Money has the basic function that it is an unstable medium of exchange of equivalent real values at the moment of exchange. It overcomes the inconveniences of a barter economy where there must be a double coincidence of wants before a trade can take place. For a trade to take place in a barter economy one person must want exactly what the other person has to offer, at the exact time and place where it is offered.

In a monetary economy the real value of goods and services are measured in terms of unstable money, the unstable monetary medium of exchange, which is generally accepted to buy any other good or service. Without this function or attribute the invention cannot be money.

We use payment with unstable money instead of barter to exchange real values in our economies in the transactions we enter into when we buy and sell goods, services, ideas, rights and any kind of property whether physical, virtual or intellectual. Unstable money is the lifeblood of an economy even though it is continuously changing in real value. Without unstable money the creation and exchange of real value in an economy would be severely restricted, as it would become a barter economy.

Nicolaas Smith

Copyright (c) 2005-2011 Nicolaas J Smith. All rights reserved. No reproduction without permission.

Consumer Price Index – Part 2 of 2

July 20, 2011 in Uncategorized

Consumer Price Index – Part 2 of 2

We also use the annual change in the CPI as a measure to calculate the creation of real value in monetary items and constant real value non–monetary items never maintained constant (nominal values never decreased in line with deflation) over time in a deflationary economy that uses the HCA model.

Financial capital maintenance is measured in units of constant purchasing power by valuing only constant items – per se – in terms of the change in the CPI on a monthly basis during inflation and deflation (CIPPA). Financial capital maintenance is measured in units of constant purchasing power by valuing all non–monetary items (variable and constant items) – per se – on a daily basis in terms of the change in the US Dollar parallel rate (when it exists officially or unofficially) or a Brazilian–style daily non–monetary index during hyperinflation (Constant Purchasing Power Accounting – CPPA).

There is no CPI in a barter economy as there is no money in such an economy. The CPI is essential to correctly index the real value of constant items in the economy with continuous measurement of financial capital maintenance in units of constant purchasing power (CIPPA) being used as the fundamental model of accounting during inflation and deflation.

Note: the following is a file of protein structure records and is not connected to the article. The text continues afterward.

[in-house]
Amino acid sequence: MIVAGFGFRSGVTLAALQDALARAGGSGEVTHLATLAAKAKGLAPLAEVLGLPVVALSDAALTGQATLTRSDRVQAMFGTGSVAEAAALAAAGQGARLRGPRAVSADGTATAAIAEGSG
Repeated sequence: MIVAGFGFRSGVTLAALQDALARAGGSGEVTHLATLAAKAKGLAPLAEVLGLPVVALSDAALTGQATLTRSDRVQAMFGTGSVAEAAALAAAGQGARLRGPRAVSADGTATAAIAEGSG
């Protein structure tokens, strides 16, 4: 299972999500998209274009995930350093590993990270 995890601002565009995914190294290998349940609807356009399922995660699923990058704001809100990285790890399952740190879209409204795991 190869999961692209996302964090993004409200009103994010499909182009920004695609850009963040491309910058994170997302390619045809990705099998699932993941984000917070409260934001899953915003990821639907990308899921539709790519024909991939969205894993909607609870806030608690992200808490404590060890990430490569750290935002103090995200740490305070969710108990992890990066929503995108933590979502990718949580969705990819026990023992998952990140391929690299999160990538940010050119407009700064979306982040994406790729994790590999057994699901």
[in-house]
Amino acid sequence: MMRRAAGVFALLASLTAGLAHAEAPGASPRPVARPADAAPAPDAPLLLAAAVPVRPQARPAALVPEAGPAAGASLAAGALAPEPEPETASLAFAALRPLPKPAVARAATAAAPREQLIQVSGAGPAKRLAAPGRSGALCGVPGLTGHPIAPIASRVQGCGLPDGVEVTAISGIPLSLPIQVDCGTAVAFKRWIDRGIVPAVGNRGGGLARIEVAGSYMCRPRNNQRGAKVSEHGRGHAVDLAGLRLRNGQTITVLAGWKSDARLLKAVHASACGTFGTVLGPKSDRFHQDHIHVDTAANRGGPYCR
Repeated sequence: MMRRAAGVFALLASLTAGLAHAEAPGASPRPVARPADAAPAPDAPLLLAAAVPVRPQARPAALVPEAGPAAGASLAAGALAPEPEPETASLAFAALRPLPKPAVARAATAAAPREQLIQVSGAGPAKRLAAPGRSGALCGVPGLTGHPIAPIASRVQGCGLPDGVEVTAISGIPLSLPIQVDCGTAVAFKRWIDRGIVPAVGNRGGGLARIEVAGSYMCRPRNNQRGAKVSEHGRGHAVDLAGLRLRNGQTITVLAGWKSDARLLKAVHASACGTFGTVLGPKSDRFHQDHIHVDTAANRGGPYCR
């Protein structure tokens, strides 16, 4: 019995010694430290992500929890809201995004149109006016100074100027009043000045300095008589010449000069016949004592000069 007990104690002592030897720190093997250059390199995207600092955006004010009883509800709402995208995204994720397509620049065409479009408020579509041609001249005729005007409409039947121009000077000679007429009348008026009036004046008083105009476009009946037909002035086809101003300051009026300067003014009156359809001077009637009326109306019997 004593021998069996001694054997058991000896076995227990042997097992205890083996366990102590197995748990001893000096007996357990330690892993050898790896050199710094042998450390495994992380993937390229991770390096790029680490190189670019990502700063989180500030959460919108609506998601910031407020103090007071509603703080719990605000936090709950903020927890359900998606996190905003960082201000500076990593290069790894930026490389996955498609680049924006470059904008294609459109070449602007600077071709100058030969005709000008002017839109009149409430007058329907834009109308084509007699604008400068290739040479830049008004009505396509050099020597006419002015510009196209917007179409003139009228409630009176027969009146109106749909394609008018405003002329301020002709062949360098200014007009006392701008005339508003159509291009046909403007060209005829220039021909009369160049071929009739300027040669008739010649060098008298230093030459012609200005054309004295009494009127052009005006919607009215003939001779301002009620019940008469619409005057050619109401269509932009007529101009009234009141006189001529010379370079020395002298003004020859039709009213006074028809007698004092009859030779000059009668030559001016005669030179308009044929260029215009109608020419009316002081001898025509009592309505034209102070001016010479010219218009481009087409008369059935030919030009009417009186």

The nominal value of money stays the same over time while the real value of money is automatically determined by inflation and deflation: eroded by inflation and increased by deflation, respectively. The nominal value of a constant item changes inversely with the level of the CPI with measurement in units of constant purchasing power under CIPPA resulting in its real value remaining constant during inflation and deflation. The real value of money changes inversely with the level of inflation.

The CPI is the sine qua non in an inflationary and deflationary economy to correctly fix the problem created by the fact that money is the only universal unit of account that is not a stable unit of measure: the monetary unit of account has no fundamental constant. Under the Historical Cost paradigm (implementing the HCA model) it is assumed that money is perfectly stable in all cases where the stable measuring unit assumption is applied.

It would be difficult to measure the erosion in the real value of money and the creation of real value in money correctly during inflation and deflation, respectively, and to correctly implement financial capital maintenance in units of constant purchasing power without the CPI during inflation and deflation. The CPI is calculated during hyperinflation, but, it is impossible to maintain the constant purchasing power of constant items constant in terms of the CPI that becomes available a month or more after a transaction or event during hyperinflation of hundreds of millions or more per cent per annum. The daily change in the parallel or index rate is used for that purpose during hyperinflation. See Brazil´s use of daily indexing during very high and hyperinflation from 1964 to 1994.